The title of today’s post reflects one of the questions I get asked very frequently:
“How do I know if I’m using AcuGraph properly?”
More specifically, I often get asked by new users how they can tell if their technique, point location, and equipment operation are all correct to produce accurate graph results.
Of course, many factors contribute to the overall accuracy of the results, and without personally observing a user during the exam, I can’t tell authoritatively that everything is being done perfectly. But over the years, I have developed a quick, easy rule of thumb to help new users know how well they’re doing.
I call it the rule of Splits.
It goes something like this: Beginning AcuGraph users will generally produce graphs with lots of splits. When your average number of splits has dropped by about 50%, your accuracy is becoming very good. (Remember, a “Split” is a significant difference between the right and left side measurements of the same meridian point.)
Why does this happen? I can think of a couple of reasons:
1. Point Location:
Yes, we have all been taught to locate the points by anatomic landmark and palpation in school, but the electrical location of the point may be somewhat different. Remember, the electrical location of a given acupuncture point is that spot at which the AcuGraph reading is the highest, signifying higher electrical conductance than the surrounding tissue. Sometimes the anatomic and electrical locations will be identical, and other times, the electrical location may vary by up to a centimeter from the anatomic location. It takes a bit of practice to get used to locating the points electrically, rather than purely anatomically.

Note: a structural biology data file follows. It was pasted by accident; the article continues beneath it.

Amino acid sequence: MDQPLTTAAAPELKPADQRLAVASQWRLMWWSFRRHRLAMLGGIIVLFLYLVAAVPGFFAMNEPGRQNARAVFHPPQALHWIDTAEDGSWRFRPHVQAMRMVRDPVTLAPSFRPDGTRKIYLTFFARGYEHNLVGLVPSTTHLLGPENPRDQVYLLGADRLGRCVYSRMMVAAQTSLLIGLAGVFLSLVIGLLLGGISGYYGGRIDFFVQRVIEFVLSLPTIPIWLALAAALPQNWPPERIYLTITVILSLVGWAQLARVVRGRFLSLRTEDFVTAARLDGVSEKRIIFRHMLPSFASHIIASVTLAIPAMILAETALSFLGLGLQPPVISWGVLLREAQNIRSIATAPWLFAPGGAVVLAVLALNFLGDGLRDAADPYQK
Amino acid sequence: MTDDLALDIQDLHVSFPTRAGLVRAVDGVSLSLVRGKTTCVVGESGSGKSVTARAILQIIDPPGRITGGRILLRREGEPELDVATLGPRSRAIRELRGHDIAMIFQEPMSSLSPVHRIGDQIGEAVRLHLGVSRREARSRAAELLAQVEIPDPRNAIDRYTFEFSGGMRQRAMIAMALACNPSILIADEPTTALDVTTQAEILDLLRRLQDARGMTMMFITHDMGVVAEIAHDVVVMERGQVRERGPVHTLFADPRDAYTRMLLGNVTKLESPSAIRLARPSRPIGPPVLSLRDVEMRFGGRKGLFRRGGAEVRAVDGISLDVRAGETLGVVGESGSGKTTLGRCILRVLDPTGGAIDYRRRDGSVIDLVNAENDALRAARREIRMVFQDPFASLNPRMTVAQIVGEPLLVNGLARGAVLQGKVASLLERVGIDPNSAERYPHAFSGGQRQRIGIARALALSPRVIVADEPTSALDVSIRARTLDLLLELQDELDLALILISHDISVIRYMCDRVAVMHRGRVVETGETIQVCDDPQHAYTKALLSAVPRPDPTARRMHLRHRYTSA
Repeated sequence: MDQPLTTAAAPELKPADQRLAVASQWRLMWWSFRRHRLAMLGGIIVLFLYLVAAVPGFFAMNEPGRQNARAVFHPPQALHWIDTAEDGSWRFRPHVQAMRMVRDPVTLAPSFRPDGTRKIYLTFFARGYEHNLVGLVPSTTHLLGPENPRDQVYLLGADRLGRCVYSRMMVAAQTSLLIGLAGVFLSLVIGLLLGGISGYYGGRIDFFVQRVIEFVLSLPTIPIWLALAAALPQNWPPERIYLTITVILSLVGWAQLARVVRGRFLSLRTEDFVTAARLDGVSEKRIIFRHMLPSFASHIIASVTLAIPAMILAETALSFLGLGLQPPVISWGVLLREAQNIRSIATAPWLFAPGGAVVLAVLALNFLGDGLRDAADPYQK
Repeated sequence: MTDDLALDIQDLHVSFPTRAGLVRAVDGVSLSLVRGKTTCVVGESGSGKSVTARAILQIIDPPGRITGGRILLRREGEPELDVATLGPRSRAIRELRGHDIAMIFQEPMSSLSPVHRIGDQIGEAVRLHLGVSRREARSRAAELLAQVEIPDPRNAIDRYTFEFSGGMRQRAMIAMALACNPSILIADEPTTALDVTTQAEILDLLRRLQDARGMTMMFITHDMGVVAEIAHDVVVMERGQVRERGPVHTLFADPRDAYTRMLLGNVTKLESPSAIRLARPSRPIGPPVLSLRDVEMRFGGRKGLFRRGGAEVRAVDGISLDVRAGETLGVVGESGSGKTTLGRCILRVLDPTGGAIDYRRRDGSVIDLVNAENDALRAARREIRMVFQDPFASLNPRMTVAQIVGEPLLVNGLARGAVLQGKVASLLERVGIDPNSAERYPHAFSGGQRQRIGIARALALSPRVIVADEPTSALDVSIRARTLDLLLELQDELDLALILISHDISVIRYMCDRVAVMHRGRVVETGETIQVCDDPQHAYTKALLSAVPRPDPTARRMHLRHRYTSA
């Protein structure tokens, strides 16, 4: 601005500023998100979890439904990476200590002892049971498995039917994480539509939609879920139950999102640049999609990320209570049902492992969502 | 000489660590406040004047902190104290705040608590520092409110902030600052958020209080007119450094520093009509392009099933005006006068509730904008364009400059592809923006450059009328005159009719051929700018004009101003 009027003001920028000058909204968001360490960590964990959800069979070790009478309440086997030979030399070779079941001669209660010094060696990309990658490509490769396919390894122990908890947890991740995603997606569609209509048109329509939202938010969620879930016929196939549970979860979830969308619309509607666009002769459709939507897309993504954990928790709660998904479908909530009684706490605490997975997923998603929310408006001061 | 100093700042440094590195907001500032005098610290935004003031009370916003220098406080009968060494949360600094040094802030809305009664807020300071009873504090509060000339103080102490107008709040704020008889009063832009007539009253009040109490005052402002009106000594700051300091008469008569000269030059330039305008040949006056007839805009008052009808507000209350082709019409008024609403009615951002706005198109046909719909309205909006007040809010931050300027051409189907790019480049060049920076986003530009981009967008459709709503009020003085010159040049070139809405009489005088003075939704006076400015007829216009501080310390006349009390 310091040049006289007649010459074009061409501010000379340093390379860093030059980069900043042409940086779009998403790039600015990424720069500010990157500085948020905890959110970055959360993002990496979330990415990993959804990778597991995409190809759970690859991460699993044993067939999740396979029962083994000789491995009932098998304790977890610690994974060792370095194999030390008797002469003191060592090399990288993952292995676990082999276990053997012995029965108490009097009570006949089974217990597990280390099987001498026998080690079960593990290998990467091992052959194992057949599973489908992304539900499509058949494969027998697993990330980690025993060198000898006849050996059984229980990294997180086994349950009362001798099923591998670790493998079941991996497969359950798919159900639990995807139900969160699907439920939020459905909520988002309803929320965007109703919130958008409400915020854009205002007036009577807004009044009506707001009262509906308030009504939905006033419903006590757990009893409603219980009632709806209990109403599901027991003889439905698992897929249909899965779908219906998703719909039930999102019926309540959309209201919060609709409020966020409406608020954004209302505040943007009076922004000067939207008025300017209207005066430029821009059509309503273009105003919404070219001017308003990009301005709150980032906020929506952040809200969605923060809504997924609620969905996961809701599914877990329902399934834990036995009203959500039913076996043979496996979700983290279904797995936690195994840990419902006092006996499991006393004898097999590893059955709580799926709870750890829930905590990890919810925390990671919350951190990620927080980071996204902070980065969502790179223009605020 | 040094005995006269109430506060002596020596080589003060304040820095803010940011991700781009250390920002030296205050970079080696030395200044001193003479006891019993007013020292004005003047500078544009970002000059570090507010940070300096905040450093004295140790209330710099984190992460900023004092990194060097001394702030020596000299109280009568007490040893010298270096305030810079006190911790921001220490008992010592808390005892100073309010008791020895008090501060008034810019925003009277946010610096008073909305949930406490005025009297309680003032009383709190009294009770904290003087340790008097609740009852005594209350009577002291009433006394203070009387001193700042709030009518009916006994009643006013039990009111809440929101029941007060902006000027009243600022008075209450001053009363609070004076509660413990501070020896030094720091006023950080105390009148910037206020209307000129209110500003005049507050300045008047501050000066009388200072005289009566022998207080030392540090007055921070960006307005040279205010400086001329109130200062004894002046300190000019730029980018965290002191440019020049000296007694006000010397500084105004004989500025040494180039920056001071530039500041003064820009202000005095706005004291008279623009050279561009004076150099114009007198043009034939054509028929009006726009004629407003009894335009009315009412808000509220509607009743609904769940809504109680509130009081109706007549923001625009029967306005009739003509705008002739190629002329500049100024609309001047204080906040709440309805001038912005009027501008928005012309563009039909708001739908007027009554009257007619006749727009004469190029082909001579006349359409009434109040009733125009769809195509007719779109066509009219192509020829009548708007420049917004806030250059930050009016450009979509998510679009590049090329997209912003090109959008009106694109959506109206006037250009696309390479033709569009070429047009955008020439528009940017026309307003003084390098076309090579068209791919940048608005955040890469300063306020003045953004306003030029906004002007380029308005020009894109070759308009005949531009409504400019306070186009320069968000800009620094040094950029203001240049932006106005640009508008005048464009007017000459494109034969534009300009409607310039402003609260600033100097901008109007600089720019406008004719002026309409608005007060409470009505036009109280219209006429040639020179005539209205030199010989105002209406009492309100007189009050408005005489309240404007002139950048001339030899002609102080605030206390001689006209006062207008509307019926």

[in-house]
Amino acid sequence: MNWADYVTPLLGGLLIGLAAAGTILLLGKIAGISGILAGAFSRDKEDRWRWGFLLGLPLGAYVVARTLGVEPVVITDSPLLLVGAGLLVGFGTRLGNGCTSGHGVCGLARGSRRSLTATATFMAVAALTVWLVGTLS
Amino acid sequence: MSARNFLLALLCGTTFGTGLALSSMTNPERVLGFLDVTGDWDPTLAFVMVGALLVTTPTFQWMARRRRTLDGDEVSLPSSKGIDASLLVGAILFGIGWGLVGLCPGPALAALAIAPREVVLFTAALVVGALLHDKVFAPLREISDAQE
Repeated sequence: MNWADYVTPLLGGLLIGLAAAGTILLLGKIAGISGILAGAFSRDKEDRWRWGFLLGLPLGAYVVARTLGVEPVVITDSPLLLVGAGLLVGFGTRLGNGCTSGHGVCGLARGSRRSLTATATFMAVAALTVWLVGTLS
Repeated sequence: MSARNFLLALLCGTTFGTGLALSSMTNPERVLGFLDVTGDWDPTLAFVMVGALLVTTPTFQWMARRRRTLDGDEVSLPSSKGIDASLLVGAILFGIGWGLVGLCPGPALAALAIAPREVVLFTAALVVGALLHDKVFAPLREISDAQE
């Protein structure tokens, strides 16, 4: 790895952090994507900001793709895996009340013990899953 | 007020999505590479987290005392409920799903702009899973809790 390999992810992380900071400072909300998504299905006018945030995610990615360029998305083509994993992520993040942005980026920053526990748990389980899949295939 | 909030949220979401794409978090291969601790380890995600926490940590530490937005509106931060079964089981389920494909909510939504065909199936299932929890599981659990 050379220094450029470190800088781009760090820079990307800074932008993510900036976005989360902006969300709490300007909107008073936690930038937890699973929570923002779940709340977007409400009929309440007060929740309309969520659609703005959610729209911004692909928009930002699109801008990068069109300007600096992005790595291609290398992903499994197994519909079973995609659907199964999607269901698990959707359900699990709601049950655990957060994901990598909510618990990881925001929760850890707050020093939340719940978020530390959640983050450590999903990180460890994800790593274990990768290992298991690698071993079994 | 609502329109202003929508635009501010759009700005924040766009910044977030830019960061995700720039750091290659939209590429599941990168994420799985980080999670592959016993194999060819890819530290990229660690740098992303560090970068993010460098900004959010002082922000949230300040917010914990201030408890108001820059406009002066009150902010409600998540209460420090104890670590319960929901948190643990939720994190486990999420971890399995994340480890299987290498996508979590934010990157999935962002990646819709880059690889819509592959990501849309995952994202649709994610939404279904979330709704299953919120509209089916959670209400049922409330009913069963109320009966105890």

Using the same approach, timing, angle, pressure, and so forth for all the points measured can be a bit tricky at first. For example, if you are right-handed, you will necessarily use slightly different technique when approaching the patient’s left side than you will when approaching the patient’s right side. But with a little practice, you’ll learn the approach both the same way. It’s like any other physical skill. You develop coordination with practice.
Now I’d love to tell you that AcuGraph is completely immune to point location issues and technique problems, but I’m afraid that’s just not true. Anytime you deal with measuring the skin, you necessarily introduce physiological variability, merely by virtue of the fact that you are pressing on the skin. This is true of all equipment, no matter how well made.
The GOOD news is that with a little practice you can learn to measure very consistently.
The result? Graphs with fewer splits and more valid results.
Now keep in mind, not all splits are due to measurement error. Once you have perfected your technique, you’ll still find spits, and occasionally a patient with many splits. This is perfectly acceptable, and you should treat your patient accordingly.
One more closing word of advice: When you first receive your AcuGraph system, you’ll need to practice graphing on a few volunteers while you perfect your technique. Usually, about 10 exams are enough to get you there.
Remember, if you have questions, or need advice, you can always contact us. Free support is included with every AcuGraph purchase, and we’re always ready to help.